The New York City Rent Guidelines Board voted to implement a one-year rent freeze in rent-controlled apartments in New York City on Wednesday night. The move came in response to the coronavirus pandemic that has seen millions losing their jobs and struggling to pay rent. This is the third time in seven years that a rent freeze has been implemented in New York City.
The vote follows repeated calls for Governor Andrew Cuomo to take measures to protect millions of immigrant New Yorkers from rolling back rent during the pandemic, which he so far had resisted. The vote faced immediate criticism from landlords who have accused Mayor Bill de Blasio of playing politics during the pandemic.
Temporary Relief for New Yorkers
The New York City Rent Guidelines Board, the panel that sets the rent for roughly one million rent-regulated apartments in the city, passed the proposal to implement a one-year freeze with a 6-3 vote in favor of the tenants. The rents will now be frozen on one-year leases and the first year of two-year leases running from October 1, 2020 to September 30, 2021. Following the vote, Cuomo signed the bill, which brings temporary relief to around two million immigrants in New York.
"Renters have never faced hardship like this," de Blasio said in a statement. Protesters in New York had been calling for a rent freeze for the past couple of months citing the number of job losses owing to the pandemic and their inability to find work. Blasio has been standing with the tenants and the vote follows pressure against Cuomo to cancel rent for all New Yorkers during the coronavirus outbreak.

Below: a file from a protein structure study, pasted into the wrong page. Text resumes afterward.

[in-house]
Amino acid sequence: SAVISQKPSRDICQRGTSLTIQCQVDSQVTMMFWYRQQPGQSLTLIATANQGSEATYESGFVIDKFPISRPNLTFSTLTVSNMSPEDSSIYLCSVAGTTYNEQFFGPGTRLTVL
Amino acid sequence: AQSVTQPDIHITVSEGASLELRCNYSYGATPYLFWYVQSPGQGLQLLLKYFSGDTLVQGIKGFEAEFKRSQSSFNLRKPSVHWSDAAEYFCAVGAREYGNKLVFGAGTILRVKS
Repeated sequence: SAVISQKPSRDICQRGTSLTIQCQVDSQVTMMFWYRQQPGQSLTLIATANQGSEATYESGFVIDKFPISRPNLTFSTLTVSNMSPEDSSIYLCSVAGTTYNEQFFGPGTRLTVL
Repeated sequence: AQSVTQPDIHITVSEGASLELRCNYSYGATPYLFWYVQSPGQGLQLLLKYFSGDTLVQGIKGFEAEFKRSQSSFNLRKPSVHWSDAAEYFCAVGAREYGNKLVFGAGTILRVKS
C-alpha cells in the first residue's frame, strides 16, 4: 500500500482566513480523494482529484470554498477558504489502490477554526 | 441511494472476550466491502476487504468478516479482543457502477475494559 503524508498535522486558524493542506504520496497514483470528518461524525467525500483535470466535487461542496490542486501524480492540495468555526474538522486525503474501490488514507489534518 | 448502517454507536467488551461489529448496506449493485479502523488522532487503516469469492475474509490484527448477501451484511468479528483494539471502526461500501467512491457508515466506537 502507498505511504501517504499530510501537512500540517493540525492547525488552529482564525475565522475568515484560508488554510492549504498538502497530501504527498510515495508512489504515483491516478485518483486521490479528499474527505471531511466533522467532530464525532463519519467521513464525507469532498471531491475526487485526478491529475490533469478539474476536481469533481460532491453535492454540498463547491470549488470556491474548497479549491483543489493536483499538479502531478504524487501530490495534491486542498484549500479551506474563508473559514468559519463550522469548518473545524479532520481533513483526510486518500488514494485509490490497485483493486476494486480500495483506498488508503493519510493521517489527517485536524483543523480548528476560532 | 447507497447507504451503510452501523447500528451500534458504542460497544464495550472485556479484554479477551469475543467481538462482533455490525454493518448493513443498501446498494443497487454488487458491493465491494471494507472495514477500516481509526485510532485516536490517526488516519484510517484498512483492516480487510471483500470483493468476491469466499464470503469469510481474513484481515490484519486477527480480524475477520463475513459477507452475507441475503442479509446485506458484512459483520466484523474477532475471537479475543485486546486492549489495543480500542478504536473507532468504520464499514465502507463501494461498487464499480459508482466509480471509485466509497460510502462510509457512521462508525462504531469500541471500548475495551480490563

Tenants Breath Sigh of Relief
Tenants in New York City have been urging Cuomo to take adequate steps to help them during the pandemic as they are unable to pay rent due to job losses and face risk of eviction by their landlords. Cuomo had instead favored a moratorium. In May, Cuomo extended an executive order on an eviction moratorium on non-payment evictions from June 20 to August 20, expressing sympathy to landlords who are indebted to banks.
The bill was initially panned by tenant advocates since they felt it would not have helped much as Cuomo's eviction moratorium failed to protect immigrants as it could be difficult to prove financial hardship since the city houses many undocumented immigrants. There are around one million rent-stabilized apartments across the five boroughs of New York City.
The vote in favor of the tenants brings the much-needed relief, at least for a year. The vote, however, faced immediate criticism from landlords who accused Blasio of playing "pandemic politics." The Rent Stabilization Association, which represents 25,000 landlords of rent-stabilized apartments in New York City, said that the City Hall should now freeze property tax to help the owners survive the pandemic.